But how did we exist in history? Smallpox happened in India. Did everybody die? There was something called immunity. There was something called immunity booster the traditional wisdom had and the evidence that we are talking we can give in any amount, any quantity to the society of allopathic practitioner, provided they are willing to invest in investigations as per our understanding of panchamahabuta tattva.
I will give you the example of pepper has a component called piperin. The long pepper is used today in biomedicine which helps in enhancing the biomedicine active principles to be used in lesser quantity to produce the benefit of say 250 milligrams of medicine is to be used. If you have this you don’t need to use that. Now, this is a knowledge which has been derived from traditional knowledge. Correct?
But in the traditional medicine, this is used, long pepper is used, in ayurveda, in Siddha extracted in a milk-based decoction. Somebody did research without milk and declared it, it is not working and producing that result. That is because the essential principle that this has to be boiled in milk was not attempted by the biomedical scientists. But how can he say that it was not able to produce that result because he used water. So, that is the subtle knowledge dimensions that biomedicine will miss. Therefore, we need to use the knowledge and principles that govern the traditional systems of medicine. Even in research, which we say the whole systems approach instead of the approach where you are looking at micro level, microscopic understanding of nature, the partial understanding of nature.
It is difficult to produce evidence just to convince somebody that I’m using this warm water and protecting myself against coronavirus because I don’t have money and I don’t have to prove it to you. I’m using it because I want to protect myself against coronavirus. And I know I can’t eliminate neither malarial parasite nor coronavirus. I know how to co-exist with coronavirus. I know how to coexist with this, isn’t it? So I think it is difficult. It’s politics of knowledge. I don’t want to get into that because even one full day it might take and still we will not cover the logical understanding and trying to convey. It is divergent knowledge system. One is looking at whole elephant. I’m not belittling the scientific knowledge. Please don’t get me wrong. It requires the knowledge of cell, parts of the cell for this human pursuit to further develop, but the evidence of this knowledge cannot be proved by another knowledge system. Both are different in understanding nature. One understand all the five essential elements of nature and its relationship to the life and its functioning and the end of that life. And in another you are looking at parasites, bacteria, virus as disease causing, and treatment with antivirals, antibiotic, antibacterials.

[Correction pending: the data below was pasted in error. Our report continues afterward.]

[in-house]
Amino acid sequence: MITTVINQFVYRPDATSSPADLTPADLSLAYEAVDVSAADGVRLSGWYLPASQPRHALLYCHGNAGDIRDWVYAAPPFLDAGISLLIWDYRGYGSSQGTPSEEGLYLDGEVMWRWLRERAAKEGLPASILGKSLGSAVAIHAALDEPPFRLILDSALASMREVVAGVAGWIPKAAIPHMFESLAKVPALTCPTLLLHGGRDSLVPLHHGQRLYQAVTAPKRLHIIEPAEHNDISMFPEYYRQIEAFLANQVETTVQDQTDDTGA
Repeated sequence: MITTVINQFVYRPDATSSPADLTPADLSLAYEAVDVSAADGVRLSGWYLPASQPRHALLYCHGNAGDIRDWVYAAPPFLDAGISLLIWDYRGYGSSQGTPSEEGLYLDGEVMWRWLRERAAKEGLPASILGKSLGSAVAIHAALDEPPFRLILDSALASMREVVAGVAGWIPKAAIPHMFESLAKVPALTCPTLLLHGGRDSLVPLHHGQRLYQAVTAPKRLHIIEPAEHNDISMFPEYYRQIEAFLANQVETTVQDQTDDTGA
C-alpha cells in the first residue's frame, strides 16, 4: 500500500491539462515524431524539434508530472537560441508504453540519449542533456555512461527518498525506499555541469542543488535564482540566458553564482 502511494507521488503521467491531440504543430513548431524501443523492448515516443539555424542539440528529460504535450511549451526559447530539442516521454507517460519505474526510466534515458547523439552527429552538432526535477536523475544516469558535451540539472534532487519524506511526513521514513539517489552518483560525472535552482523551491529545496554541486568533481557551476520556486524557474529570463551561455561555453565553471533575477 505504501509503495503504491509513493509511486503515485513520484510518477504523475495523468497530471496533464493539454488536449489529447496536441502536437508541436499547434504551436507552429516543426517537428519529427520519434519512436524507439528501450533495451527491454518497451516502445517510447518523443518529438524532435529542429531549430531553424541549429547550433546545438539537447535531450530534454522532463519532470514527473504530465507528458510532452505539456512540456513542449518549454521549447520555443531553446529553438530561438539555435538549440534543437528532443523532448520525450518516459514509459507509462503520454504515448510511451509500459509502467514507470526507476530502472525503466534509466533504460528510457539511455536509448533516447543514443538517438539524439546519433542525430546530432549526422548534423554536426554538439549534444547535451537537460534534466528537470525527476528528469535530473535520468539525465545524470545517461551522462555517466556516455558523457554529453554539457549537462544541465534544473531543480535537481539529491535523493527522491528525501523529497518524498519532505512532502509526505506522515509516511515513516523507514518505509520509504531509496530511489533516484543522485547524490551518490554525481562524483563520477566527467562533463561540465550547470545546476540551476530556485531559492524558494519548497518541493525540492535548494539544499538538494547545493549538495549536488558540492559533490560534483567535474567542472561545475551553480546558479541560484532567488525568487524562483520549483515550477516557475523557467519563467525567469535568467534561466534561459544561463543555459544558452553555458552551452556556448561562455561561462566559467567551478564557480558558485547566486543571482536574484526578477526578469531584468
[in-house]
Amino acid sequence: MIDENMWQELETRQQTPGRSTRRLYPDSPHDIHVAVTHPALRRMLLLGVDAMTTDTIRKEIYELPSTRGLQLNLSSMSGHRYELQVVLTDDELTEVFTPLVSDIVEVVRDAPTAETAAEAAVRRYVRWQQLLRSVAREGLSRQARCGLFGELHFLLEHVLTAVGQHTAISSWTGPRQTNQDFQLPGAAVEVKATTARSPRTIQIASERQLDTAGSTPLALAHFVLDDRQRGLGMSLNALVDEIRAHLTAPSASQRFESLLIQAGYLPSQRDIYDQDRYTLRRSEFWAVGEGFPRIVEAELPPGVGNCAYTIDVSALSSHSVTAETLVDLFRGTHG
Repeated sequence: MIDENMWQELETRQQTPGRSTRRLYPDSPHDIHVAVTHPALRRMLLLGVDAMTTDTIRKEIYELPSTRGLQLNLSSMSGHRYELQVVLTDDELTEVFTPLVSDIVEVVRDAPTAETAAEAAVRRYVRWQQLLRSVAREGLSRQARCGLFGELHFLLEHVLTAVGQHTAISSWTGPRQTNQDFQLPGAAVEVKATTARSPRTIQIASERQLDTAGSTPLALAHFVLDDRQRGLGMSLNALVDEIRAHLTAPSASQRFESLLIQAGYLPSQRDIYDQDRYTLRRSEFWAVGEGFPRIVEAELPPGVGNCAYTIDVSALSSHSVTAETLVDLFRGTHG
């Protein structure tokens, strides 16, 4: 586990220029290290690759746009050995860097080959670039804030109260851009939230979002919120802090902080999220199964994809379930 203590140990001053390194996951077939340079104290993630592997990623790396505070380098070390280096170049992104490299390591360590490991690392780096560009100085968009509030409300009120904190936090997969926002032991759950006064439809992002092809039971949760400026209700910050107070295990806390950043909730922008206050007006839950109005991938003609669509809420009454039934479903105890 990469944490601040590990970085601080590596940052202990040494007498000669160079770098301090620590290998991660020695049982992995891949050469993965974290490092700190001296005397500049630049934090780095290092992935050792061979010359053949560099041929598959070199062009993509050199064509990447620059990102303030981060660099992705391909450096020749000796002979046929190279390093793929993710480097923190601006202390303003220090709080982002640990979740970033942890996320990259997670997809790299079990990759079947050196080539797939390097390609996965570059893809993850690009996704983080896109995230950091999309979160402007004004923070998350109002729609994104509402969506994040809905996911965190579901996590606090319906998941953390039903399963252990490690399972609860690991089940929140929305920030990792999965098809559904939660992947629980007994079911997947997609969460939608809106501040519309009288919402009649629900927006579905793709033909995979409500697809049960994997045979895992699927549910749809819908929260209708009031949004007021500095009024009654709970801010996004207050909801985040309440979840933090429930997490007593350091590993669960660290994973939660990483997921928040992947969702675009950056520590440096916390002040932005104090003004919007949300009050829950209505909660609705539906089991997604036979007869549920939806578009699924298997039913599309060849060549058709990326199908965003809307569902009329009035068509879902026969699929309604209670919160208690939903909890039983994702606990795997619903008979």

MRA: Can I ask you, it seems in India that people usually make a choose, whether they would like allopathy, or traditional medicine or folk medicine, or a mix of a bunch of treatments.
GH: Mary-Rose, integrative medicine is the future of humankind.
MRA: Is that for India, or all over the world?
GH: All over the world. There will be more Ebola to Nipah to dengue to whatever the current corona virus to are waiting to happen. I’m not itching they should happen. But we know the recent history, it has been happening in regular intervals and the current whatever the scientific community that is rooted in the Western part of the world. I’m referring to the Europe and the US, where the dominant science is not ayurveda or Siddha. They will have to collaborate with traditional systems of medicine to solve the problems of humanity, and animals and plants, because at least all these three are very close to our existence, isn’t it? All their diseases and health conditions and health and well being can be better in short by a integrative approach than a unipolar approach.
GV: This is Chatroom. You were listening to G. Hariramamurthi talking about The Most Ancient Medicine … Folk Healing.
MRA: Visit scrollsandleaves.com/chatroom3 for the transcript. And we’re just getting started so we’d greatly appreciate your help if you could tell others about our podcast. Thanks and stay tuned for our next Chatroom.